CHANDLER, AZ (3TV/CBS5) -- Debbie Rubenstrunk is a different kind of teacher, teaching a different kind of class. Ten years ago, Rubenstrunk started up the Youth Arts Council program in Chandler as a way to give young people important life skills and show them how to become well-rounded members of their community.
"I tell them, I'm 65 years old, and I won't hold your age against you if you don't hold my age against me," said Rubenstrunk. "We can both learn from each other."
The nine-month program is held at the Chandler Center for the Arts. Once a month, students will come in and learn about personal finance, public speaking, leadership, art appreciation, even etiquette and manners.
Rubenstruck said that watching the sometimes quiet, shy teens grow into bright, motivated young adults is what keeps her going. "The growth is huge from the very beginning, and skills that they learn and just being comfortable in their own skin," said Rubenstrunk. "For me, it's knowing they can manifest the life they want for themselves and I feel confident they can do that when they leave."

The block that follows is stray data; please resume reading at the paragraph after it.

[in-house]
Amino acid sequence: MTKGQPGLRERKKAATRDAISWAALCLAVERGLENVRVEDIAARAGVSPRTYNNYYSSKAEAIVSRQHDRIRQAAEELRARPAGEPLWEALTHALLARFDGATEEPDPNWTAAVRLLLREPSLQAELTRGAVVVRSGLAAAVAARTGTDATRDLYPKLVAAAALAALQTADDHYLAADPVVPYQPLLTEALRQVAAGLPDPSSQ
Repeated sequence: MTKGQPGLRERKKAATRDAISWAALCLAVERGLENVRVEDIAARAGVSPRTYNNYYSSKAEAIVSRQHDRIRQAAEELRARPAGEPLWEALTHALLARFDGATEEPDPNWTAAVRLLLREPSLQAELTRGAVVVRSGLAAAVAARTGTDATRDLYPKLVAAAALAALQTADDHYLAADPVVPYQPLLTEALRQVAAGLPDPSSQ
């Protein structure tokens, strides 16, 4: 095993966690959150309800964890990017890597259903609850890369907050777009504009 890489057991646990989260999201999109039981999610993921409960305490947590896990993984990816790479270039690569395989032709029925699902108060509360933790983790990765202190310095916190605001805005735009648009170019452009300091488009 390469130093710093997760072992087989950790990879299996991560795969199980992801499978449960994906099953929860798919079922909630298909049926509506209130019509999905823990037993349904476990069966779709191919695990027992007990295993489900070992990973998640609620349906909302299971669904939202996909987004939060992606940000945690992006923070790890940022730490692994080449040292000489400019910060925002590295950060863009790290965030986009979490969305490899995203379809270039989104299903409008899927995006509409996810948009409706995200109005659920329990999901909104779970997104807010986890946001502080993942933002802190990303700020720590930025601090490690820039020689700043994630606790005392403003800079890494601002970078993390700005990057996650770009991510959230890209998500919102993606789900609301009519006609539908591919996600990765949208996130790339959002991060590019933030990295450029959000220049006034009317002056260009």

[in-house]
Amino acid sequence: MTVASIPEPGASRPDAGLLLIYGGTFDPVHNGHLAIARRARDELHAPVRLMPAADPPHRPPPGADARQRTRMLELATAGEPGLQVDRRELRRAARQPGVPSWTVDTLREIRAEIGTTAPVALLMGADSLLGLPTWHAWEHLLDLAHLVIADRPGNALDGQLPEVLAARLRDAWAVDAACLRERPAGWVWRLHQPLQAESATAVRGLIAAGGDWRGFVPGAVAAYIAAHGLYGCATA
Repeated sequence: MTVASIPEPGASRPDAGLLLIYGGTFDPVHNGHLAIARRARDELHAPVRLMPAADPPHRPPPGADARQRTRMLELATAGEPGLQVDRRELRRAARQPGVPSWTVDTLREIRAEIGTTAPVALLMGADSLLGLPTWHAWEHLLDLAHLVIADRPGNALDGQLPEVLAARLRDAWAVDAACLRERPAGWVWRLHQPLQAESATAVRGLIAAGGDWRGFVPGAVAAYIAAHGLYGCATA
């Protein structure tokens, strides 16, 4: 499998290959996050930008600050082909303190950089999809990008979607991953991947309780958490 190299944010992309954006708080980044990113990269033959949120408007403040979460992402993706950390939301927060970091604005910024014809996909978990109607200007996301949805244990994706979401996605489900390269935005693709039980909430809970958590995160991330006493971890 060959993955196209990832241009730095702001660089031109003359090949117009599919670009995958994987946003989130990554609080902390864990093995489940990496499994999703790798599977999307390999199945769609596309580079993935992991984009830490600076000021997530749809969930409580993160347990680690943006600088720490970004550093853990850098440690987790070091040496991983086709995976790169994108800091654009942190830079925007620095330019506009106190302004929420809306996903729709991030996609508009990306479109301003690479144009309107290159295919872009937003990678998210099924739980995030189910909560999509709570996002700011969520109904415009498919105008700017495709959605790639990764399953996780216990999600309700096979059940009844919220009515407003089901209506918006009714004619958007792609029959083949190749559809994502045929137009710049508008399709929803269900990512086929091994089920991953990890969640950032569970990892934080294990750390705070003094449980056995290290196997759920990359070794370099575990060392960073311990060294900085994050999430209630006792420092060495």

Senol Pekin has seen the tremendous impact Rubenstrunk's class has had on his son Rasmus. They reached out to Arizona's Family to Pay it Forward to the special teacher putting students lives on the right path.
"She is very professional, well mannered, and all the good things she's trying to teach our kids, said Senol Pekin."
"Everything Debbie teaches us really helps us for the future," said Rasmus Pekin. "Everything will be useful when we grow up."
A news crew showed up at the Chandler Center for the Arts last week to surprise Rubenstrunk and give her a $500 gift card. "I kept hearing about all the good work you are doing and all the good things you are teaching, so I couldn't help reach out to Channel 5," said Pekin. "You taught about personal finance - leadership - even public speaking. I thought that was a mini MBA. It's a wonderful opportunity for youth in Chandler ."
"I would like to present you with this $500 gift card," said Pekin.
"I care about their thoughts, their actions, and so we build on that and who they really are," said Rubenstrunk.